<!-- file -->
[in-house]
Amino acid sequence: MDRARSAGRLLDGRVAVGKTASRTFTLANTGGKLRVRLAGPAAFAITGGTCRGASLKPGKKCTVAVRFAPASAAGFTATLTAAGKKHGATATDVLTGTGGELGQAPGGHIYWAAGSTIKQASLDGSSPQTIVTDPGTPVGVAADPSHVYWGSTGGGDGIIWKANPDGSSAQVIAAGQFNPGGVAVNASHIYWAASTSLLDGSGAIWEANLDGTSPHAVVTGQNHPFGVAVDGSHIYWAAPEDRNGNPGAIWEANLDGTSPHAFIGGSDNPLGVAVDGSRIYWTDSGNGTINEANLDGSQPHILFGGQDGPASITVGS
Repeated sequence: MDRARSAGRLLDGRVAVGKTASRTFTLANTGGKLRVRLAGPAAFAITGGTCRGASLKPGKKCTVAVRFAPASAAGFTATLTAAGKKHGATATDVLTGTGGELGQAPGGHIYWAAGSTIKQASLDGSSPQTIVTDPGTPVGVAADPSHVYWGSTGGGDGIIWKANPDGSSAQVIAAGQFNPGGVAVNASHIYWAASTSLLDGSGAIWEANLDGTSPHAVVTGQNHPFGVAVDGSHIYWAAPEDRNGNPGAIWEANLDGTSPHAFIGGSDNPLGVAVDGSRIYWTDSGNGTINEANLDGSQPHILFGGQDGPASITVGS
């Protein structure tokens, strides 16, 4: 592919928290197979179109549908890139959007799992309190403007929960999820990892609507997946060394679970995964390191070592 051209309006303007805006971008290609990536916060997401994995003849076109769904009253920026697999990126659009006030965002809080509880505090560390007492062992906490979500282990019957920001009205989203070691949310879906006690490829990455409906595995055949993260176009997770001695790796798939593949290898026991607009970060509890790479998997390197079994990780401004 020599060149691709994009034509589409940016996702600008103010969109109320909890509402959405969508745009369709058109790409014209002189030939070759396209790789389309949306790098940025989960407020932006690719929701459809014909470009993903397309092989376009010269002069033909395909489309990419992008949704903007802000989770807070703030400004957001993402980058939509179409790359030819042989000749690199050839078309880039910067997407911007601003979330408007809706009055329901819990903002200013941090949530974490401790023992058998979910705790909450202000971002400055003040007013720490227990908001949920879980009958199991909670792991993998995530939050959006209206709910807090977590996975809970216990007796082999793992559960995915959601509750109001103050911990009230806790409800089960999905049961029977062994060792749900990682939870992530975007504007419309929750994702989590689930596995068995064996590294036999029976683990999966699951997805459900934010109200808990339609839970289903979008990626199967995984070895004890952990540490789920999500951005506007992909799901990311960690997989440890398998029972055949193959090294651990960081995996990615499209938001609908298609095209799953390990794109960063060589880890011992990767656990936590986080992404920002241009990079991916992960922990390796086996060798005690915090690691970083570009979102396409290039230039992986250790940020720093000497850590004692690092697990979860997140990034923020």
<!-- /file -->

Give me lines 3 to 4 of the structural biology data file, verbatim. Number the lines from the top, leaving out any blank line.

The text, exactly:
Repeated sequence: MDRARSAGRLLDGRVAVGKTASRTFTLANTGGKLRVRLAGPAAFAITGGTCRGASLKPGKKCTVAVRFAPASAAGFTATLTAAGKKHGATATDVLTGTGGELGQAPGGHIYWAAGSTIKQASLDGSSPQTIVTDPGTPVGVAADPSHVYWGSTGGGDGIIWKANPDGSSAQVIAAGQFNPGGVAVNASHIYWAASTSLLDGSGAIWEANLDGTSPHAVVTGQNHPFGVAVDGSHIYWAAPEDRNGNPGAIWEANLDGTSPHAFIGGSDNPLGVAVDGSRIYWTDSGNGTINEANLDGSQPHILFGGQDGPASITVGS
């Protein structure tokens, strides 16, 4: 592919928290197979179109549908890139959007799992309190403007929960999820990892609507997946060394679970995964390191070592 051209309006303007805006971008290609990536916060997401994995003849076109769904009253920026697999990126659009006030965002809080509880505090560390007492062992906490979500282990019957920001009205989203070691949310879906006690490829990455409906595995055949993260176009997770001695790796798939593949290898026991607009970060509890790479998997390197079994990780401004 020599060149691709994009034509589409940016996702600008103010969109109320909890509402959405969508745009369709058109790409014209002189030939070759396209790789389309949306790098940025989960407020932006690719929701459809014909470009993903397309092989376009010269002069033909395909489309990419992008949704903007802000989770807070703030400004957001993402980058939509179409790359030819042989000749690199050839078309880039910067997407911007601003979330408007809706009055329901819990903002200013941090949530974490401790023992058998979910705790909450202000971002400055003040007013720490227990908001949920879980009958199991909670792991993998995530939050959006209206709910807090977590996975809970216990007796082999793992559960995915959601509750109001103050911990009230806790409800089960999905049961029977062994060792749900990682939870992530975007504007419309929750994702989590689930596995068995064996590294036999029976683990999966699951997805459900934010109200808990339609839970289903979008990626199967995984070895004890952990540490789920999500951005506007992909799901990311960690997989440890398998029972055949193959090294651990960081995996990615499209938001609908298609095209799953390990794109960063060589880890011992990767656990936590986080992404920002241009990079991916992960922990390796086996060798005690915090690691970083570009979102396409290039230039992986250790940020720093000497850590004692690092697990979860997140990034923020």